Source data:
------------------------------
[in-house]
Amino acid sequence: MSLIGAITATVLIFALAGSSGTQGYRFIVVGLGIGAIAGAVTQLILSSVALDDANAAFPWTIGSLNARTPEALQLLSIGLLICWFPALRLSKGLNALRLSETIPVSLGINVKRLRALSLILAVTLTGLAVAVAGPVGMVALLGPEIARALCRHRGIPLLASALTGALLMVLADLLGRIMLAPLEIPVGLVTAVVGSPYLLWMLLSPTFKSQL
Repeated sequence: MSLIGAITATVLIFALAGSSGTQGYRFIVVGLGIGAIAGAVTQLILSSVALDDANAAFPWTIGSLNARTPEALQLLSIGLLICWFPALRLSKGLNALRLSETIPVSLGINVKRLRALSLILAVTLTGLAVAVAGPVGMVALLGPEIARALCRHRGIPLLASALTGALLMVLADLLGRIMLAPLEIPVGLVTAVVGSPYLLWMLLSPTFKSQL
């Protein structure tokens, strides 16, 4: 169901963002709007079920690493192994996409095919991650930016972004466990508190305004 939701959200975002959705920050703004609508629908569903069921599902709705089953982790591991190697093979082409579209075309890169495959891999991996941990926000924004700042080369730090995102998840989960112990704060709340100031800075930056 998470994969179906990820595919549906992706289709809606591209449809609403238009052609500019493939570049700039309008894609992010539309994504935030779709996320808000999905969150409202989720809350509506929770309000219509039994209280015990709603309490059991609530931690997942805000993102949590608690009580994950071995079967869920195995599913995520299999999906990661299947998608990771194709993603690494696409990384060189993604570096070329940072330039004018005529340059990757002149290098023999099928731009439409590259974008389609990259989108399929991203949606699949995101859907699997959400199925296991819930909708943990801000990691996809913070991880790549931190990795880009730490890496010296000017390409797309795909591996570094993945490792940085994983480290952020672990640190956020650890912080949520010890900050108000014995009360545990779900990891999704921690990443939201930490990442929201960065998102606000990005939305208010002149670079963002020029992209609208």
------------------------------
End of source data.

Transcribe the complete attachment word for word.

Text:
[in-house]
Amino acid sequence: MSLIGAITATVLIFALAGSSGTQGYRFIVVGLGIGAIAGAVTQLILSSVALDDANAAFPWTIGSLNARTPEALQLLSIGLLICWFPALRLSKGLNALRLSETIPVSLGINVKRLRALSLILAVTLTGLAVAVAGPVGMVALLGPEIARALCRHRGIPLLASALTGALLMVLADLLGRIMLAPLEIPVGLVTAVVGSPYLLWMLLSPTFKSQL
Repeated sequence: MSLIGAITATVLIFALAGSSGTQGYRFIVVGLGIGAIAGAVTQLILSSVALDDANAAFPWTIGSLNARTPEALQLLSIGLLICWFPALRLSKGLNALRLSETIPVSLGINVKRLRALSLILAVTLTGLAVAVAGPVGMVALLGPEIARALCRHRGIPLLASALTGALLMVLADLLGRIMLAPLEIPVGLVTAVVGSPYLLWMLLSPTFKSQL
């Protein structure tokens, strides 16, 4: 169901963002709007079920690493192994996409095919991650930016972004466990508190305004 939701959200975002959705920050703004609508629908569903069921599902709705089953982790591991190697093979082409579209075309890169495959891999991996941990926000924004700042080369730090995102998840989960112990704060709340100031800075930056 998470994969179906990820595919549906992706289709809606591209449809609403238009052609500019493939570049700039309008894609992010539309994504935030779709996320808000999905969150409202989720809350509506929770309000219509039994209280015990709603309490059991609530931690997942805000993102949590608690009580994950071995079967869920195995599913995520299999999906990661299947998608990771194709993603690494696409990384060189993604570096070329940072330039004018005529340059990757002149290098023999099928731009439409590259974008389609990259989108399929991203949606699949995101859907699997959400199925296991819930909708943990801000990691996809913070991880790549931190990795880009730490890496010296000017390409797309795909591996570094993945490792940085994983480290952020672990640190956020650890912080949520010890900050108000014995009360545990779900990891999704921690990443939201930490990442929201960065998102606000990005939305208010002149670079963002020029992209609208």